Silverlight: the art of subsetting

I am an architect of WPF, both the full desktop version and the subset that provides the UI framework for Silverlight.  This subsetting exercise raises challenges I’ve not run into before when designing software.  Simply put, how do we keep the framework small without completely changing the programming model?  Keeping it small is relatively easy:  just take out classes and APIs.  You of course lose functionality in the process, but almost always when designing software you start out with many features and then must prune back in order to ship.  Subsetting also makes it hard for users to move substantial bodies of code from the big system to the small system.  Not only features, but individual APIs that we decided to cut “because they weren’t critical” are naturally called all the time in the application code, and there is no replacement.  Worse, it is easy to get confused reading books about desktop .NET or looking at blog articles about XAML and not be able to tell what is in Silverlight and what isn’t.  There was a simple question in the Silverlight forums this morning about how to set the Name of a Framework element.  The user had seen code that simply said fe.Name=”foo” and it wasn’t working for him.  Well, that code works on desktop WPF and it is highly unlikely the place he saw the example noted that this wasn’t available in Silverlight.

To keep somewhat sane, we choose to design around making it possible to port code *from* Silverlight *to* the desktop.  As long as the Silverlight APIs are a subset (with expected differences for application model) of the desktop ones, code should all just compile and run when moved over.  But this is where it gets trickier than we originally imagined.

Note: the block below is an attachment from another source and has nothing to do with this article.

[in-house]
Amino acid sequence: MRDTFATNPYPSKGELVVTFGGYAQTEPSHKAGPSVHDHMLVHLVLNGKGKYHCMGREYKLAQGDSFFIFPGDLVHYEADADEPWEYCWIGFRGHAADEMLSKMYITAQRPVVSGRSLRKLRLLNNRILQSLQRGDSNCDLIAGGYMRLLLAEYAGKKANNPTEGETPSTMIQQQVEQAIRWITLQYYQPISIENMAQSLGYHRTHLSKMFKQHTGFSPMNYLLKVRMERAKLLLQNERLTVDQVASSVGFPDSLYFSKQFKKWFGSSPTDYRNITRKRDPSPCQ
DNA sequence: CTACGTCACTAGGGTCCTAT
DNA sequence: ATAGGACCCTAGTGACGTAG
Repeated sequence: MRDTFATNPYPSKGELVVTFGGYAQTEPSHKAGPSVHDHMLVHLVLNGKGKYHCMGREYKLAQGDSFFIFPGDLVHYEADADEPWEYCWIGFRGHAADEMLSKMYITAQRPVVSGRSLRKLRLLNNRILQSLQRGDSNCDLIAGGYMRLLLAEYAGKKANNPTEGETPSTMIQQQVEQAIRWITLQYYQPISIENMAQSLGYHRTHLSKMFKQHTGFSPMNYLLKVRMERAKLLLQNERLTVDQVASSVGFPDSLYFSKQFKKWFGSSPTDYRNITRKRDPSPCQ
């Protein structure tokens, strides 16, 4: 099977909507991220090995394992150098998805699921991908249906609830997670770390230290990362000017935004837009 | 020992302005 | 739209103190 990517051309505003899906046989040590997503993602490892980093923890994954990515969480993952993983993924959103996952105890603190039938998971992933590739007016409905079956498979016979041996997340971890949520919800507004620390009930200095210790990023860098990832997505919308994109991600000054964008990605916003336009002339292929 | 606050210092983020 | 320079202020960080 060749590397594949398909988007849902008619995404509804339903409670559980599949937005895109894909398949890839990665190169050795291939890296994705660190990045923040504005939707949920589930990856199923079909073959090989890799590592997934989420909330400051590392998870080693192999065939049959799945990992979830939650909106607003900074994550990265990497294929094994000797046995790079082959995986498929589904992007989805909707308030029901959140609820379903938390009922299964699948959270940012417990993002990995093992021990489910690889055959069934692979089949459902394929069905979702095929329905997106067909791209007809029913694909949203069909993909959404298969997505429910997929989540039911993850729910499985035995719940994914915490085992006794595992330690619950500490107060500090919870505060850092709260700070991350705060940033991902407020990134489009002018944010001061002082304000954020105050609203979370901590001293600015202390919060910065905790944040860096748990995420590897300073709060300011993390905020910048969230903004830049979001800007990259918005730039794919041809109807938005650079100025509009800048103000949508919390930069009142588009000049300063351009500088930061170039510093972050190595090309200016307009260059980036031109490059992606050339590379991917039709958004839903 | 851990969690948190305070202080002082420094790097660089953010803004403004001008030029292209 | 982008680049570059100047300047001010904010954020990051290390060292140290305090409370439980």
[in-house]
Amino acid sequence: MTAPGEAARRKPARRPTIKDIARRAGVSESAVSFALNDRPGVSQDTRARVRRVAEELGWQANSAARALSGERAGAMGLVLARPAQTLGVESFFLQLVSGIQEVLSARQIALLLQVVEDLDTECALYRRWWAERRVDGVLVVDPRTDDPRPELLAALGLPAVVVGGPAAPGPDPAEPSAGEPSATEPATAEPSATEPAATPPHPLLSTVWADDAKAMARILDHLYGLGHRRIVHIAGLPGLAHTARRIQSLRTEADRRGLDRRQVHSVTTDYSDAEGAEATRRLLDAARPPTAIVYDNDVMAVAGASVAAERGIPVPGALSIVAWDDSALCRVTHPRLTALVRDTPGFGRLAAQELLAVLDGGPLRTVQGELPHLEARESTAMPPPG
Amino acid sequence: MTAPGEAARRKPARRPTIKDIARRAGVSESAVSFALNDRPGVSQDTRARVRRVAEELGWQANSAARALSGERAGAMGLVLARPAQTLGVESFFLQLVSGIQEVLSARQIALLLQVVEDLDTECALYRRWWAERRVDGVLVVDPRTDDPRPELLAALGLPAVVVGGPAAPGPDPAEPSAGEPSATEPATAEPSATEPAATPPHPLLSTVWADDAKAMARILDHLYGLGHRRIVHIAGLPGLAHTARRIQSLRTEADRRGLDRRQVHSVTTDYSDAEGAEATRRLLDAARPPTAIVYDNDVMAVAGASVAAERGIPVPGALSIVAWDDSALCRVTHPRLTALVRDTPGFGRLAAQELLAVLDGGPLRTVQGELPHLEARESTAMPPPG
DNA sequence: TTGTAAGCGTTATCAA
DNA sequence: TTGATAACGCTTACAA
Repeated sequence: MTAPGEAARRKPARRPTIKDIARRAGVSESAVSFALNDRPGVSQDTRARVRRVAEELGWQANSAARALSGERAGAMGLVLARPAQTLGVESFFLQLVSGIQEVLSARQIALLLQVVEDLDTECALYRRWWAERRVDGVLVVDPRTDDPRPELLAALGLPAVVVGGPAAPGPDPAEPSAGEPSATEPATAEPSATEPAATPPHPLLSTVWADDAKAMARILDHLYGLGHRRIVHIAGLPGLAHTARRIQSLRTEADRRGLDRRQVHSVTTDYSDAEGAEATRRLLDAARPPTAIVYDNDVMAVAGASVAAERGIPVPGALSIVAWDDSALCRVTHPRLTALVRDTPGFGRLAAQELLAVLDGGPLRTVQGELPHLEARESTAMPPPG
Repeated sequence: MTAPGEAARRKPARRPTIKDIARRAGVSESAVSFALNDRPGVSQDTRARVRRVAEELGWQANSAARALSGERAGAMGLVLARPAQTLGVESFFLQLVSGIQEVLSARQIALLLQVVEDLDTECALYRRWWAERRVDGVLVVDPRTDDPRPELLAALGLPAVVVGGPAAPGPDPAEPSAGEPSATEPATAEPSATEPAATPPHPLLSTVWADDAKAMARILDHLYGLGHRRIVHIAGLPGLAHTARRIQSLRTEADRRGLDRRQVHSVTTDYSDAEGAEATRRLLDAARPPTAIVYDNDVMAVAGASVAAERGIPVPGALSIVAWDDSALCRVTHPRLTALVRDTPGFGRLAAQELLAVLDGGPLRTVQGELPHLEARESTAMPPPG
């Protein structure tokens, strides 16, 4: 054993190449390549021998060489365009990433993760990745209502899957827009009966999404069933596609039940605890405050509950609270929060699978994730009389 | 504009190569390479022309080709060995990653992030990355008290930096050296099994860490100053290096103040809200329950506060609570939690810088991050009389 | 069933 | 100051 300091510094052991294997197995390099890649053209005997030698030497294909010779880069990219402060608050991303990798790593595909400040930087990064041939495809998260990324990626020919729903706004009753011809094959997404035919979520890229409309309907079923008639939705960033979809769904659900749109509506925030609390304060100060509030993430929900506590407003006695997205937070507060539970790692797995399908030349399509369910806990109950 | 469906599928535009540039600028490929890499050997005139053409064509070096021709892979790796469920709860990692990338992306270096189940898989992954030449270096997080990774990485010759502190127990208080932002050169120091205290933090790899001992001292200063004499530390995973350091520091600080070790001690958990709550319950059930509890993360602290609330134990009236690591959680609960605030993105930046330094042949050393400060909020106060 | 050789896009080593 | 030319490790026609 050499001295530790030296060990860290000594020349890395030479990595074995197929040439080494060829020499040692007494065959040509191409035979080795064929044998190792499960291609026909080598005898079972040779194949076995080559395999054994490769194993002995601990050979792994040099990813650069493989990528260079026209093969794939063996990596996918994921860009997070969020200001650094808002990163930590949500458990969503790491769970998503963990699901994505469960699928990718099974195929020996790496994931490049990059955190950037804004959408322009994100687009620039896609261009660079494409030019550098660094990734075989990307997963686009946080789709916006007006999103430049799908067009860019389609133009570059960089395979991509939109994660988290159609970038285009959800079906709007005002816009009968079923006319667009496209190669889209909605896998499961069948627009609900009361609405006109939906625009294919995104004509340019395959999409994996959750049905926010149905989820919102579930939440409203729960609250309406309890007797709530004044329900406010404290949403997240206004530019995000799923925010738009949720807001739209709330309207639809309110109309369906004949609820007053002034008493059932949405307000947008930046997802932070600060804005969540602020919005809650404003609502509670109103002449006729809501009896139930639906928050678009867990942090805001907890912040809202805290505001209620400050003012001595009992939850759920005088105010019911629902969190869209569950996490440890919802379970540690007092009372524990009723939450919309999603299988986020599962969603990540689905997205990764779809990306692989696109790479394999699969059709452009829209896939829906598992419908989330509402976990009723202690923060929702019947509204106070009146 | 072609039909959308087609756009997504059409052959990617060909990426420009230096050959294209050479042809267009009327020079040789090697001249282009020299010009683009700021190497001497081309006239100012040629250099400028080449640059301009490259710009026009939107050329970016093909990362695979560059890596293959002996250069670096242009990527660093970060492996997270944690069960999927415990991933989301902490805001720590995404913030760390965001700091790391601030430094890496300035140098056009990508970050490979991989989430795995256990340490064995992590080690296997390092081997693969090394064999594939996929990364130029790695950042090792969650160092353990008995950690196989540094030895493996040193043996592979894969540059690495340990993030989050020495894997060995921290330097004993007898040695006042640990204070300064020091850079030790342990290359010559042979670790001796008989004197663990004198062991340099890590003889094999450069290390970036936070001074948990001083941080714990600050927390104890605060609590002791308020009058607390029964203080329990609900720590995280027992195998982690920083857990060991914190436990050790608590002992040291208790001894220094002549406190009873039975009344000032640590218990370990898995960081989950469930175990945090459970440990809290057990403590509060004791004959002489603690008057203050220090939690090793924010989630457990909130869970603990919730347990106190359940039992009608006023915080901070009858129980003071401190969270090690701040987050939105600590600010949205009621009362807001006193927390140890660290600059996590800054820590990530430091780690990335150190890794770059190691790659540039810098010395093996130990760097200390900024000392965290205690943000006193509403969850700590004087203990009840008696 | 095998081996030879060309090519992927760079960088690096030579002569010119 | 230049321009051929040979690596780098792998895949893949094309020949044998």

With the full desktop frameworks there are usually several ways of doing the same thing.  In Silverlight we eliminate many of these variations in the search for the smallest possible code and surface area.  However, what happens when we eliminate a path that is a best practice for a particular scenario?  For example, there are a number of complex APIs in desktop WPF that are only used if you want the best possible performance…usually with some tradeoff in flexibility.  The System.Windows.Media.Drawing class and its descendents are examples.  These allow you draw shapes into a single visual and render more efficiently.  Not strictly necessary, but they make for much better performance in some scenarios.  These scenarios are still possible in Silverlight, but if you now port your code to desktop, you will be well served to rewrite a big chunk of code.